TWO bidders for Warrnambool Cheese & Butter (WCB), Murray Goulburn and Bega Cheese, could turn to the Takeovers Panel to derail a revised offer for the producer from Canadian dairy giant Saputo.Saputo on Monday declared its $9 a share cash takeover bid for WCB unconditional and offered a 20¢ sweetener if it gets control.

Saputo chief executive Lino Saputo Jnr said he is optimistic his company can win control of WCB by Christmas ahead of a roadshow in Victoria for WCB shareholders and suppliers.

But if Lazard-advised Murray Goulburn and Kidder Williams-advised Bega drag the matter before the takeovers arbitration body, Saputo’s Christmas present may be delayed.

Saputo’s move has heaped pressure on rival bidder Murray Goulburn, which is still up to six months away from getting regulatory approval.

Sources close to both Bega and Murray Goulburn said the companies were considering appealing to the Panel. If action is taken, it is likely to focus on director’s duties and truth in takeovers provisions.

However, the Panel’s treatment of a similar matter last year in Dulux’s takeover of Alesco suggests that it does not believe the value of franking should be considered in the implied value, which suggests it favours Saputo’s argument.

The WCB board has previously endorsed Saputo’s offer.

“This is a call to action. We have the most compelling offer, it’s concrete, it’s unconditional, and the payment will be received within five business days [of acceptance],” Mr Saputo told The Australian Financial Review.

“I’m here [in Australia] for the third time in one and a half months and I would assume this is the last time I’m here before the end of the transaction… We are in the final push here”.

To get momentum behind the offer, Saputo has put an additional 20¢ a share on the table conditional on Saputo getting 50 per cent of WCB.

The 20¢ sweetener replaces a confusing offer of two franked special dividends worth a combined $1.31 WCB proposed to pay shareholders under the previous $9 a share offer agreed with Saputo.

With the tax benefits of franking, some shareholders could have received value of $9.56 under the previous offer. Rival WCB suitors Murray Goulburn and Bega Cheese are calling foul play and claim Saputo has reduced its offer.

Murray Goulburn said it “believes that the amended terms represent a reduction in the implied value of Saputo’s offer to certain WCB ­shareholders.”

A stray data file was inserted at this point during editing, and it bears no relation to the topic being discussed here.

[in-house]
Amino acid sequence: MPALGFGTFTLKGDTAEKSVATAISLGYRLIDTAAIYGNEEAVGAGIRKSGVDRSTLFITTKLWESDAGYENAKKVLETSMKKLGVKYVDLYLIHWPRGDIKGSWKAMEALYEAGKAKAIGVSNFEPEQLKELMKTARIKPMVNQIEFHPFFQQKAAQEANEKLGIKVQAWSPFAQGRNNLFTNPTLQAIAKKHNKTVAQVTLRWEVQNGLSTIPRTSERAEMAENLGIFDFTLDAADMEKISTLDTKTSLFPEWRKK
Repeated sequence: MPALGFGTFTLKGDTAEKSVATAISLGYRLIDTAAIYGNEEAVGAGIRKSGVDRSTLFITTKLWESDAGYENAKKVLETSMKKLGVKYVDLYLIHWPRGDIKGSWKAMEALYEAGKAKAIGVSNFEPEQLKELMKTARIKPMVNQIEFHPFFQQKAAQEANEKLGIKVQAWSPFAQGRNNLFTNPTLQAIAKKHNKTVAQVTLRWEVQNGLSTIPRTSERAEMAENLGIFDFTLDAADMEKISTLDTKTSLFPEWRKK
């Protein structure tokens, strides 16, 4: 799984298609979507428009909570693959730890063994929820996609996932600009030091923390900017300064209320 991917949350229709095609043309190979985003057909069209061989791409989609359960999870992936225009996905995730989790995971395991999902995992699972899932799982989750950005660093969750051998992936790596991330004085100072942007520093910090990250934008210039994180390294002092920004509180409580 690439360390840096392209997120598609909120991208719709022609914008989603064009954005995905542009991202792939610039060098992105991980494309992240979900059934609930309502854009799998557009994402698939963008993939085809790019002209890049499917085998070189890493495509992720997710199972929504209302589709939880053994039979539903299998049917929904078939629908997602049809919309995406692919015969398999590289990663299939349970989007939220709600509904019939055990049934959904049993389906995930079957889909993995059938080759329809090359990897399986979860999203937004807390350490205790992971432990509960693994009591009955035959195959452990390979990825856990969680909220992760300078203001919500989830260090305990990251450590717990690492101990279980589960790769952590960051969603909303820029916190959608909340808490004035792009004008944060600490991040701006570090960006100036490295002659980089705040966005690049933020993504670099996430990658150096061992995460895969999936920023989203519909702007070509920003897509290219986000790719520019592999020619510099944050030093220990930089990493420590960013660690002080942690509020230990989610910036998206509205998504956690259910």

Kidder Williams boss David Williams, who is advising Bega, said: “Like MG, we believe there has been a reduction in the implied value of the offer to us and other shareholders.”

Both Mr Saputo and WCB managing director David Lord reject the claim, arguing the offer is unchanged because the dividends were to be paid by WCB.

“The Saputo offer was always $9 and that hasn’t changed,” Mr Lord said. “The extra 20¢ now goes to every shareholder, not just shareholders under specific tax circumstances.”

Both Murray Goulburn and Saputo have reserved the right to increase their bids, while Bega has declared its offer of $2 cash and 1.2 Bega shares final.

Bega, Murray Goulburn and Saputo own 18.4 per cent, 17.7 per cent, and 0.78 per cent of WCB respectively.

Between 30 per cent to 40 per cent of the register is owned by Warrnambool region locals, which makes Saputo and Murray Goulburn roadshows in south-west Victoria critical battles in the bid.

Japan’s Lion, which owns 9.9 per cent of WCB, is keeping its cards close to its chest and playing a waiting game. WCB shares rose 2 per cent to $9.23 on Monday.

Assuming Saputo gets 50 per cent of WCB and the $9.20 offer applies, Saputo’s revised offer is valued at about $515 million.

WCB said all of its directors and executives who have not already accepted the Saputo offer intend to accept the amended offer immediately and without delay in respect of all the shares they hold personally.
Source: Queensland Country Life